A CENTERS for Disease Control and Prevention panel of experts has voted to lift the pause on the Johnson & Johnson Covid-19 vaccine for adults – and to add a label about the rare possibility of blood clots.
The panel voted after a CDC scientist showed nine new confirmed cases of the rare blood clotting disorder, bringing the total number of cases in the whole nation to 15.
The vote comes after a second US woman died due to a blood clot two weeks after she was vaccinated.
Federal health officials are likely to quickly lift the pause and recommend states follow suit – along with a warning about the blood clotting disorder, which has been only found in women, with 13 of the 15 cases being women between the ages of 18 and 49.
The vaccine has been paused since April 13 after reports surfaced of the rare blood clotting disorder called venous sinus thrombosis (CVST) in six women after receiving the vaccine.
CVST could cause deadly brain hemorrhages in otherwise healthy patients, which was reason for the CDC to pause the vaccine after the first woman passed from one.
Although there is insufficient evidence to link CVST to the jab, medical experts are currently investigating how the six women – all aged between 18 and 48 – developed the condition within one to three weeks after receiving the poke.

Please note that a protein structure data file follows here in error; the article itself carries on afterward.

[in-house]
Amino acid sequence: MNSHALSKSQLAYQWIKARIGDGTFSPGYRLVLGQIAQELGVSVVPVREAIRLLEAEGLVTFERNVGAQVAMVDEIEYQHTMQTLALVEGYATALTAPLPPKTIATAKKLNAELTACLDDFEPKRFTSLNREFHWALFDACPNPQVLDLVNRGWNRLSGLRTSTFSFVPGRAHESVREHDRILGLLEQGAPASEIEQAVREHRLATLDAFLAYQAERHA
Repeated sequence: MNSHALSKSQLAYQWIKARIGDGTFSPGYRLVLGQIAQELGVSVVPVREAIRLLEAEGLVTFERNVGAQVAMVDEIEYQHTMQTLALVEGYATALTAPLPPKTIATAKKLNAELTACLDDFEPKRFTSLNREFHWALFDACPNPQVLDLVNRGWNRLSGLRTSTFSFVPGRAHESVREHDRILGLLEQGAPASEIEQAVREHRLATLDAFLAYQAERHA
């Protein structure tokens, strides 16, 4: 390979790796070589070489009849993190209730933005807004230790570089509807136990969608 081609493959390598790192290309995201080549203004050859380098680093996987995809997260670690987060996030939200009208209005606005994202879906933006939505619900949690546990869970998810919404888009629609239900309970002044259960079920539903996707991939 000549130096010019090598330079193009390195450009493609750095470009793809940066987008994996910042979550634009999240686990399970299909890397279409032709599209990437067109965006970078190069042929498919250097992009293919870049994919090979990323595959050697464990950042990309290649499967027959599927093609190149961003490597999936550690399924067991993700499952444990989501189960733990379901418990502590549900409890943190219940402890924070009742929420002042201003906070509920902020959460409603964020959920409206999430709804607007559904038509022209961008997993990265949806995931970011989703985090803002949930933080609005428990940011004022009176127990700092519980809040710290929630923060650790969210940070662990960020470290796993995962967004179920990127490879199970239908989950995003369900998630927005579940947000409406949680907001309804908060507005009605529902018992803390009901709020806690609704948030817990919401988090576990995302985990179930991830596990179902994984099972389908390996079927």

Health professionals and medical experts warned that the risk of developing a blood clot due to the Johnson & Johnson vaccine is very low.
"It’s an extraordinarily rare event," said the nation's leading infectious disease expert Dr. Anthony Fauci.
"My estimate is that we will continue to use it in some form. I doubt very seriously if they just cancel it," he said when the vaccine went on pause.
The nation has put the vaccine on pause as experts further investigate how it interacts with the body and its clotting mechanisms.
Over 130 million Americans have received at least one dose of the Covid-19 vaccine, with over 7.8 million receiving the Johnson & Johnson jab.
The European Medicines Agency said this is a rare side effect and as such, side effects are expected with all medications and vaccines, including those for the coronavirus.
Fauci echoed the EMA's results while appearing on NBC's Meet the Press last weekend.
"I do think that there will likely be some sort of warning or restriction or risk assessment. I don’t think it’s just going to go back and say, ‘Okay, everything’s fine. Go right back.’
"I think it’ll likely say, ‘Okay, we’re going to use it, but be careful under these certain circumstances.'
More to follow…
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